Tuesday, May 11, 2010
Lunch in Hell and 20%
I stopped at a casual place for a quick lunch this week. It was a very well known national chain that is easy to get to has plenty of parking and reasonable prices. My job doesn't often take me to places like this. Working in the wine business I often grab lunch in a place that is independently owned with a better focus on food, wine and over-all "culture" for lack of a better word.
My choice couldn't have been worse this day. I was looking for easy, and got the opposite. Serves me right, I guess, as there are many very good places that I could have stopped into this day. I live in a place where the growth of the National Chain Restaurant is rising and the Independent Operator is disappearing. The issue for me is that I have to travel farther between accounts to make appointments and present wine or give wine seminars or develop new accounts. The distance doesn't always lend itself to easy options for lunch and since I am doing everything to stay away from the drive through and sit in a place for a civilized and healthy meal, my choices can be limited.
When I entered I immediately was greeted by a cheerful hostess and mentioned I was going too eat in the bar for a quicker experience. That was when I should have turned around. I sat at the end of the large oval shaped bar and began searching for a bartender and a menu. There were 2 bartenders at the far end of the bar with their backs turned to me. They were engaged in a game of Wii Bowling. I went immediately to my blackberry to respond to e-mails that I received and got through 3 complete responses before I noticed the bar-tenders were gone. "Hmmm, not even a hello."
There was only 1 other person at the bar and there were 4 guests seated at booths around the bar so between 2 people how hard could it be to notice a new customer and say hello? I went back to my texts and finished 3 more before someone greeted me. I asked for a glass of wine and a menu. Upon receipt of the items, which happened quickly, we both noticed there were food crumbs in front of me on the bar from a previous diner. She brushed the crumbs away with her hand towards me and left! What?
I took a sip, found my lunch item and waited through 2 more e-mails before being asked for my order by the second bar-tender. I placed my order, sat in my crumbs and finished my work. When the food arrived more crumbs were moved aside and I was left to enjoy my meal while the Wii Bowling game was replaced by Wii Golf and two more servers were now engaged with the bartenders in the fun. I finished, waited for the check, didn't get asked for coffee, dessert or anything more. I paid, gave a 20% tip and left without a goodbye. $32!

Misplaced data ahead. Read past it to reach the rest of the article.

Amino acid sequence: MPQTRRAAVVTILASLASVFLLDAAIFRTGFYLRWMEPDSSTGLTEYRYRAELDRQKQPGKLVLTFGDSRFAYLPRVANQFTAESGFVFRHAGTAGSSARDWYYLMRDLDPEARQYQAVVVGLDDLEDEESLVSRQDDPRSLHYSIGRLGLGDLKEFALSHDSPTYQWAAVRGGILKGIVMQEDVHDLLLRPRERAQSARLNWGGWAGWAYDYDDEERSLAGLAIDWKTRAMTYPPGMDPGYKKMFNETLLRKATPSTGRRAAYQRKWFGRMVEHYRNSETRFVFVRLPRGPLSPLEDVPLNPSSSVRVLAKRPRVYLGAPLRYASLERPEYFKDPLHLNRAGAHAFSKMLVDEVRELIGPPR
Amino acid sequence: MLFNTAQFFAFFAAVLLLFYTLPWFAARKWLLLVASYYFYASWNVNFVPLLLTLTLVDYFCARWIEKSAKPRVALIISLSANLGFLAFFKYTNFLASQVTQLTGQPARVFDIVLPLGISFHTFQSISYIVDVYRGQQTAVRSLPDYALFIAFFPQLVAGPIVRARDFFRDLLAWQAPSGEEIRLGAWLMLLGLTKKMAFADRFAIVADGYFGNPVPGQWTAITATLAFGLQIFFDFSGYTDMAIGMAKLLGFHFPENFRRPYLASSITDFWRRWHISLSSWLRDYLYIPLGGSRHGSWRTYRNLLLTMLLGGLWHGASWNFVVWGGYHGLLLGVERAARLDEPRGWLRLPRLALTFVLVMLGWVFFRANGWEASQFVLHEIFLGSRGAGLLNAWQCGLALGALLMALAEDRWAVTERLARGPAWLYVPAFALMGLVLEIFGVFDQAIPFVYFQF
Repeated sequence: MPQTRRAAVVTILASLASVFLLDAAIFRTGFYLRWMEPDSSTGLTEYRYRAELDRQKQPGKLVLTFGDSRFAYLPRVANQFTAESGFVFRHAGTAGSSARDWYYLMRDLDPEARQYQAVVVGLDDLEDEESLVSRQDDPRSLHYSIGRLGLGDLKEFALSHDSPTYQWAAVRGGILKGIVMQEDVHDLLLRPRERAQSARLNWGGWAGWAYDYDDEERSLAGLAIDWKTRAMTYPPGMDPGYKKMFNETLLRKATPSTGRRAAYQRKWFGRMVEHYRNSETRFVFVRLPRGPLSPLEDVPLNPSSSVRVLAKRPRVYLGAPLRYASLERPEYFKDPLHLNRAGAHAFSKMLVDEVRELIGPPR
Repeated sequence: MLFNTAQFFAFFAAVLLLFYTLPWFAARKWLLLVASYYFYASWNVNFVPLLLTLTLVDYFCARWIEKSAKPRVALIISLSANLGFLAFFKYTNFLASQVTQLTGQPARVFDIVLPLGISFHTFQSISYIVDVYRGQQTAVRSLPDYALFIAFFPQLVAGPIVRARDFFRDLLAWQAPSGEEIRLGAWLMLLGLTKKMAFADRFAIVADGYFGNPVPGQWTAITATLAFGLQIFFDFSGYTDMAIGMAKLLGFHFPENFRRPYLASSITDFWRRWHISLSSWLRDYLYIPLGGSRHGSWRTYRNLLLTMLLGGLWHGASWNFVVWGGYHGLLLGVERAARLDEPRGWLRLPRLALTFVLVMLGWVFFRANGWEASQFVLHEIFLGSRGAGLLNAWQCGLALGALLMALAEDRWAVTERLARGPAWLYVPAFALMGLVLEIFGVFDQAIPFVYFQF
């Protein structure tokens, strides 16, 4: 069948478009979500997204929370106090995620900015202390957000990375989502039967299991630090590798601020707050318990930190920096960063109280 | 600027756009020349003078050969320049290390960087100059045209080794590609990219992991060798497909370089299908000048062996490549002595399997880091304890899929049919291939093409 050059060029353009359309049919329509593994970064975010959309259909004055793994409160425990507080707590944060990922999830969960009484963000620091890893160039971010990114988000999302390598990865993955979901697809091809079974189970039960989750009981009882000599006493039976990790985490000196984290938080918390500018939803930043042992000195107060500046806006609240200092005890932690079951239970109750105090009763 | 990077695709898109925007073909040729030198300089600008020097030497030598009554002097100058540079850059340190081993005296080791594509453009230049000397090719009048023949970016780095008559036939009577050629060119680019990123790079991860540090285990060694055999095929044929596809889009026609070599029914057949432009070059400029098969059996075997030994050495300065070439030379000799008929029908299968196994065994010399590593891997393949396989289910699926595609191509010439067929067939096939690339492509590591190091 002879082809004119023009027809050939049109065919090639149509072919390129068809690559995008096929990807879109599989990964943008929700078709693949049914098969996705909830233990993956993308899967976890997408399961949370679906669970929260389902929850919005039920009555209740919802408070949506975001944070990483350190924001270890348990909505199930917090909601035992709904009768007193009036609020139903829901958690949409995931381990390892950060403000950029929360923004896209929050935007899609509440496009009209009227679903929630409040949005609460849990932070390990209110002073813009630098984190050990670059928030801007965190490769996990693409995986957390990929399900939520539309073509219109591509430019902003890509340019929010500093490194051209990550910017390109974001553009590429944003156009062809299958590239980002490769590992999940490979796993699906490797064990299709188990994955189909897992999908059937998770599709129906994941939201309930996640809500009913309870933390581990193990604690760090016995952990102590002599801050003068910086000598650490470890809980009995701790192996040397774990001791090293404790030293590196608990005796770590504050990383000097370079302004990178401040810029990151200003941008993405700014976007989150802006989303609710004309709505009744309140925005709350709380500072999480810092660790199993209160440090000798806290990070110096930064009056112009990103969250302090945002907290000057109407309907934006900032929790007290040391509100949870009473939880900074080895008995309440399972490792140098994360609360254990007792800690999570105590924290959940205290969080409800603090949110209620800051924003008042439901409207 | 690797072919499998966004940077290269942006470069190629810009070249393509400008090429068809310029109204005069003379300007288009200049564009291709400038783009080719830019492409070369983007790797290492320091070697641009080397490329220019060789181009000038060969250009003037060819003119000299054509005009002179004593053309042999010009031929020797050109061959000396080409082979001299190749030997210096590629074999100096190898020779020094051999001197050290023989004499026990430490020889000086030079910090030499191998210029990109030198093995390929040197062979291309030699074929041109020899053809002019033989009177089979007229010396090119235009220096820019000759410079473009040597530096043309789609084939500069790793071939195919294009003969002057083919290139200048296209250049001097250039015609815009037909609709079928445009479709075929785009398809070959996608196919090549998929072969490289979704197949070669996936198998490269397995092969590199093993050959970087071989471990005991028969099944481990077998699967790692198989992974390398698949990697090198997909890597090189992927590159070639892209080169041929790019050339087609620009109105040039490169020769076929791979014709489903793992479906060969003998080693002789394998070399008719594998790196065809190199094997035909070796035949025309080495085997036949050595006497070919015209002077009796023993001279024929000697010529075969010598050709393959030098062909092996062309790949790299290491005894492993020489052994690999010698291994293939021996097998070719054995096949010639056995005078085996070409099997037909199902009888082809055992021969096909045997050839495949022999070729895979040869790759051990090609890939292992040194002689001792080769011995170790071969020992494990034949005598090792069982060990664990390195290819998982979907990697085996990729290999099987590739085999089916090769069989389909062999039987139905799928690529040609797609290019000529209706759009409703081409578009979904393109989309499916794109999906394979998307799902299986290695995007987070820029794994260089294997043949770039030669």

Now I should mention that I spent over 20 years in restaurants and that presently my spouse works for one of these upscale national chains as well. I am not biased, because attentive service is just that no matter where one goes. I am a stickler for patron interaction, awareness of surroundings and attention to details. If the place is making money on the interactive games, I understand its place in the bar. If the economy is slow and it's hard to get workers on slow shifts to show up for work, then I understand. I even forgive certain lax liberties given by management too, like poor uniform attire, eating and drinking on shift liberties, etc.
What I have issues with is the belief by today's servers that 20% is a given no matter what type of service you give and anything less gets you crucified on every web site sounding board. The word is gratuity and by definition is given for courteous, kind and attentive service. I could've done 100 other things at the moment I got my check but my schedule was tight and I had to go. Yet I left wondering if corporate knows that when it's slow the manager is sitting in the back office at the desk and the employees are more worried about their Wii score than the condition of the seating area or the needs of the guests.
I can say I won't go back to this place any time soon, and I will be leery of any large chain that treats me as if I am a nuisance and not a patron. While it is my right to hold back the tip, times are tough and the $6 does go a long way. Yet when will the restaurant industry get it? When will these places take an active part in training competent help? When will they get their heads out of their frozen food business long enough to recognize they are losing money for things that can be fixed by simply taking the remote out of the bartenders hand?
Maybe, probably, when its too late.
Posted by George Parkinson at 3:27 PM